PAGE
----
enzymes or as binding proteins. In addition to these plasma 
proteins, the complement system includes multiple distinct cell-
surface receptors that exhibit specificity for the physiological 
fragments of complement proteins and that occur on inflammatory 
cells and cells of the immune system. There are also several 
regulatory membrane proteins that function to prevent autologous 
complement activation and protect host cells from accidental 
complement attack. 

The role of complement in host defence has been established 
through genetic deficiencies of certain complement components, 
which may result in life-threatening recurrent bacterial 
infections or immune complex diseases. 

The role of complement in inflammation and tissue injury has 
become apparent through clinical investigations and discoveries 
that the pathogenesis of certain experimental inflammatory 
diseases is complement-dependent. 

The complement system can be activated by two different pathways: 
the classical complement pathway and the alternative complement 
pathway. 

The classical pathway is activated by the binding of antibody 
molecules (specifically IgM and IgG1, 2 and 3) to a foreign 
particle. This pathway is antibody-dependent. 

The alternative pathway seems to be of major importance in host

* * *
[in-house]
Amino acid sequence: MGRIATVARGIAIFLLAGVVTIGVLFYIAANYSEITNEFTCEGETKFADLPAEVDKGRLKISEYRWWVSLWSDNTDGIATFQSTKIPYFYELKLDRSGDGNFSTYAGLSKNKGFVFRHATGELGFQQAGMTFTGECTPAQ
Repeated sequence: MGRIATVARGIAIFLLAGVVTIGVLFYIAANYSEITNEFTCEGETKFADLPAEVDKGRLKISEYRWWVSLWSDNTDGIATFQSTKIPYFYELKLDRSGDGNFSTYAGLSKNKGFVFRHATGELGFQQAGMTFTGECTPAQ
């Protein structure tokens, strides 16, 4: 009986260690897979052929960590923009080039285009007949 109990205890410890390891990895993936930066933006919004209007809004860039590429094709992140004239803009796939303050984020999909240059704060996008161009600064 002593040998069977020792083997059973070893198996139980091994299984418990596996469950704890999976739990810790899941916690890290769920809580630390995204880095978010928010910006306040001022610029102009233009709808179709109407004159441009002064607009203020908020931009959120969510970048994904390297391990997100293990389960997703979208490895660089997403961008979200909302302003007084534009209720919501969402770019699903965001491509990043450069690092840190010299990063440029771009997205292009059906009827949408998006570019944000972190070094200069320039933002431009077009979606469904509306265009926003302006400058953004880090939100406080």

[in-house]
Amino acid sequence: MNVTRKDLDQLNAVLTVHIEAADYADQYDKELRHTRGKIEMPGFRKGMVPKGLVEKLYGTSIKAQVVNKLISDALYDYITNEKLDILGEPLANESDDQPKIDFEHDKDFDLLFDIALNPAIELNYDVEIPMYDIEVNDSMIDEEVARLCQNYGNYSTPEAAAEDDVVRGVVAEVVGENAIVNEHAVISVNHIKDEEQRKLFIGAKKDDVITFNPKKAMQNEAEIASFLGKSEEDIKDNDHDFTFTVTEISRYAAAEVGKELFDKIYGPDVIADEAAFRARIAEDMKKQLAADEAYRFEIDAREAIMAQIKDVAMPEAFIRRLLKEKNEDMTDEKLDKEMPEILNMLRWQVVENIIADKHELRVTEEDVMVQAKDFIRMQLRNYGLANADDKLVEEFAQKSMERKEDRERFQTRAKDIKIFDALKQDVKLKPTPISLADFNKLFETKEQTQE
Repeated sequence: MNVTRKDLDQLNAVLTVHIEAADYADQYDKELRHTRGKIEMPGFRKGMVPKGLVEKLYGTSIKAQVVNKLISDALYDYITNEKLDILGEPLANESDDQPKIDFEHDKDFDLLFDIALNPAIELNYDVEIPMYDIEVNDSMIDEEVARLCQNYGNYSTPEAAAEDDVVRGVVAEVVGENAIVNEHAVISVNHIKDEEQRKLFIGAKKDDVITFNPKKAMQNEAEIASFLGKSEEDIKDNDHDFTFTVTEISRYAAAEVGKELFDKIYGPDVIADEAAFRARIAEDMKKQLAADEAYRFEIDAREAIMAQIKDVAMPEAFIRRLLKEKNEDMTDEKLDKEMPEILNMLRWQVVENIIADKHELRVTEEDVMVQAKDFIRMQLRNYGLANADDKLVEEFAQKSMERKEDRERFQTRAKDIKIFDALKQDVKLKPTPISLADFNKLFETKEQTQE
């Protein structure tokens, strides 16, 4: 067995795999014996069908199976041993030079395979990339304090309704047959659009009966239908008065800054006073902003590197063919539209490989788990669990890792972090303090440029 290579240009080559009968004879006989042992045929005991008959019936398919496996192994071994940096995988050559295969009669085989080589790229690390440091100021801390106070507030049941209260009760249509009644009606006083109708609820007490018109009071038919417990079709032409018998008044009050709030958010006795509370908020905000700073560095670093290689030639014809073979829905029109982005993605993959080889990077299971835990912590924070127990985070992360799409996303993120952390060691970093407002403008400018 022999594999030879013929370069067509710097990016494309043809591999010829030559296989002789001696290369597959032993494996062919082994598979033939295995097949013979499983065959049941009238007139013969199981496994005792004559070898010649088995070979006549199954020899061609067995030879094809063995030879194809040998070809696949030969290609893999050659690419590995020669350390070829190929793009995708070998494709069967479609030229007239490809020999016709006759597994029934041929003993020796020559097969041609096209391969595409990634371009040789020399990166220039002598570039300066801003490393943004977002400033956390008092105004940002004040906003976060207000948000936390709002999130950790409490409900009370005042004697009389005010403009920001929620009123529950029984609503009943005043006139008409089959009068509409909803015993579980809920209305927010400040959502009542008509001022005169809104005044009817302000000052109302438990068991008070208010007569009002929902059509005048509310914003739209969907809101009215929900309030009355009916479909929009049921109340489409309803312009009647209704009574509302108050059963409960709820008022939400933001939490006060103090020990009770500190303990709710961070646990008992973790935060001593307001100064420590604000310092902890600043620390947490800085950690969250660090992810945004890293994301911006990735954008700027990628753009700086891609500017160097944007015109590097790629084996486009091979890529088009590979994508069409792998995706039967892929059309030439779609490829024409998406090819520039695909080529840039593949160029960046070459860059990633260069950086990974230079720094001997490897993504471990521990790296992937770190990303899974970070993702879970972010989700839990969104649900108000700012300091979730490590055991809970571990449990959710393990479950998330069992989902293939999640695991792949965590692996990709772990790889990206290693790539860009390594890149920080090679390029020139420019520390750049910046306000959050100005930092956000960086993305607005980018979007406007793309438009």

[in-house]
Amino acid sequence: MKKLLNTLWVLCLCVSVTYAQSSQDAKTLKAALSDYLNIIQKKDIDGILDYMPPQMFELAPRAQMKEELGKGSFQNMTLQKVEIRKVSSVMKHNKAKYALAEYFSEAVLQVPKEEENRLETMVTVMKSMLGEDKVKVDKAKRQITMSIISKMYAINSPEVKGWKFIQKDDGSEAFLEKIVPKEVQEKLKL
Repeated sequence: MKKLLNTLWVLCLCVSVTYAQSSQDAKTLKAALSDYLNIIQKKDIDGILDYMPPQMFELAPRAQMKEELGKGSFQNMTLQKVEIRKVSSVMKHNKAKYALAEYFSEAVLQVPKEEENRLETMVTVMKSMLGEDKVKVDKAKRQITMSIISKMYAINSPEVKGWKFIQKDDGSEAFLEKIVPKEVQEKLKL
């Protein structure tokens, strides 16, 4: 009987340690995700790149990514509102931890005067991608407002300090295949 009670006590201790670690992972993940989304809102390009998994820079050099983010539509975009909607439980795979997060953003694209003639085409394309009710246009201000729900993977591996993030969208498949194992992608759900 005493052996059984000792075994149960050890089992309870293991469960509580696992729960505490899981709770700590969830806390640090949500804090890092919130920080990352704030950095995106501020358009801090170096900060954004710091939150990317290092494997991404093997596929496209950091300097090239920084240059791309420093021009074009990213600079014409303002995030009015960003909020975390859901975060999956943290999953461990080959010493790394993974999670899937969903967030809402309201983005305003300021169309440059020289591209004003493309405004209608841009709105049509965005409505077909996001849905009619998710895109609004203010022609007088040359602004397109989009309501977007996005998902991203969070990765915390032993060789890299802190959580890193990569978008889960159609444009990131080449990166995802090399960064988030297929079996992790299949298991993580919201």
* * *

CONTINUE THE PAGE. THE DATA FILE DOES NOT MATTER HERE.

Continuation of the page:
defense against bacterial infection because, unlike the classical 
pathway, it is activated by invading micro-organisms and does not 
require antibody. This pathway is antibody-independent. 

The alternative pathway constitutes a humoral component of natural 
defense against infections, which can operate without antibodies. 
The six proteins C3, B, D, H, I, and P together perform the 
functions of initiation, recognition and activation of this 
pathway which results in the formation of activator-bound C3/C5 
convertase. 

The classical pathway functions to mediate the specific antibody 
response. It is as elaborately controlled as the alternative 
pathway, although it does lack the spontaneous initiation ability; 
i.e. the antibody independent recognition function, and the 
feedback amplification mechanism. Both activation pathways contain 
an initial enzyme that catalyses the formation of the target cell 
bound C3 convertase which in turn generates the C5 convertase. 
This results in the cleavage and activation of C5 and, therefore, 
in the assembly of the membrane attack complex (MAC). The MAC is 
assembled from five hydrophilic precursor proteins: C5, C6, C7, 
C8, and C9. Activation of the MAC is a consequence of the activity 
of either the classical or the alternative pathway on the surface 
of a cell. Through its metastable membrane binding site, the 
forming MAC binds firmly to target membranes owing to hydrophobic 
interactions with the lipid bilayer. The final events are the 
unfolding, the oligomerisation, or the polymerisation of C9, which 
causes the weakening of membrane structure, and the formation of 
transmembrane channels thus leading to osmotic lysis of the cell. 
MAC assembly is regulated by the S protein of plasma, and by 
homologous restriction factors of host cell membranes. Complement 
mediated lysis occurs in many kinds of cells: erythrocytes, 
platelets, bacteria, viruses possessing a lipoprotein envelope, 
and lymphocytes.